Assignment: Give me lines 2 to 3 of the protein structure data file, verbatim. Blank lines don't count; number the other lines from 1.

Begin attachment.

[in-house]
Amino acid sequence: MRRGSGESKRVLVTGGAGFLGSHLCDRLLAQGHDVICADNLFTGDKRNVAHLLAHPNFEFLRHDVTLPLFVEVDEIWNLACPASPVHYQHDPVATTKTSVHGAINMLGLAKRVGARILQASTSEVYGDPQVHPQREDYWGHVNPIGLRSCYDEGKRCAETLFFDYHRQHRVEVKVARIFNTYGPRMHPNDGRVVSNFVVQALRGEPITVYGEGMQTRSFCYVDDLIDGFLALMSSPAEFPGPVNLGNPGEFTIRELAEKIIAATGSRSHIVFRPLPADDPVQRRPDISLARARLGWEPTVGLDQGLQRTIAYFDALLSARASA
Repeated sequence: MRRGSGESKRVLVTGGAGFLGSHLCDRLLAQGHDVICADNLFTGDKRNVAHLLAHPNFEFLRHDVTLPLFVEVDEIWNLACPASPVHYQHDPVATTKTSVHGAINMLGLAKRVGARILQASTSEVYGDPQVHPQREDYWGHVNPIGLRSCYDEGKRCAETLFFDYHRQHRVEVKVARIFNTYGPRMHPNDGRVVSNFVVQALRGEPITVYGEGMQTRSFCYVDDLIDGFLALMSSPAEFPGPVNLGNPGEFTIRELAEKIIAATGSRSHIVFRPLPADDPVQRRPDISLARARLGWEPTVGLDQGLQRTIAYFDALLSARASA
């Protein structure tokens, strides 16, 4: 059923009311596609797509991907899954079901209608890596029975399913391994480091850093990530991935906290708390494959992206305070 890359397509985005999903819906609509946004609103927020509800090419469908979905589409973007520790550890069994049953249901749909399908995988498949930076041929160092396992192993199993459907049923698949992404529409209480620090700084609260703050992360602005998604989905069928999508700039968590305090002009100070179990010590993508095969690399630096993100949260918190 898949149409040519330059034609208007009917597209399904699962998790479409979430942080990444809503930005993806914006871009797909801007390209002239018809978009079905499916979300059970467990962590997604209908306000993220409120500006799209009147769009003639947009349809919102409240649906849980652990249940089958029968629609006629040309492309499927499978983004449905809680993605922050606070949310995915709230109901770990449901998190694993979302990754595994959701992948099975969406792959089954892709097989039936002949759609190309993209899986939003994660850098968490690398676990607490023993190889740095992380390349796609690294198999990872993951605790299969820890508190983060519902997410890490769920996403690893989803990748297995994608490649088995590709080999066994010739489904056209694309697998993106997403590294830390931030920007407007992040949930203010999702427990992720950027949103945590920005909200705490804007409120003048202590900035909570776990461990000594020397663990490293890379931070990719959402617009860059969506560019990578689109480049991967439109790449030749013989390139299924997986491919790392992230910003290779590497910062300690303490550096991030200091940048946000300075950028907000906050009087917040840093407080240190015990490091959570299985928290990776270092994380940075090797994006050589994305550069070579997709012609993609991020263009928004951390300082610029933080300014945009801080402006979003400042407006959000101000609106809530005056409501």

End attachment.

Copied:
Amino acid sequence: MRRGSGESKRVLVTGGAGFLGSHLCDRLLAQGHDVICADNLFTGDKRNVAHLLAHPNFEFLRHDVTLPLFVEVDEIWNLACPASPVHYQHDPVATTKTSVHGAINMLGLAKRVGARILQASTSEVYGDPQVHPQREDYWGHVNPIGLRSCYDEGKRCAETLFFDYHRQHRVEVKVARIFNTYGPRMHPNDGRVVSNFVVQALRGEPITVYGEGMQTRSFCYVDDLIDGFLALMSSPAEFPGPVNLGNPGEFTIRELAEKIIAATGSRSHIVFRPLPADDPVQRRPDISLARARLGWEPTVGLDQGLQRTIAYFDALLSARASA
Repeated sequence: MRRGSGESKRVLVTGGAGFLGSHLCDRLLAQGHDVICADNLFTGDKRNVAHLLAHPNFEFLRHDVTLPLFVEVDEIWNLACPASPVHYQHDPVATTKTSVHGAINMLGLAKRVGARILQASTSEVYGDPQVHPQREDYWGHVNPIGLRSCYDEGKRCAETLFFDYHRQHRVEVKVARIFNTYGPRMHPNDGRVVSNFVVQALRGEPITVYGEGMQTRSFCYVDDLIDGFLALMSSPAEFPGPVNLGNPGEFTIRELAEKIIAATGSRSHIVFRPLPADDPVQRRPDISLARARLGWEPTVGLDQGLQRTIAYFDALLSARASA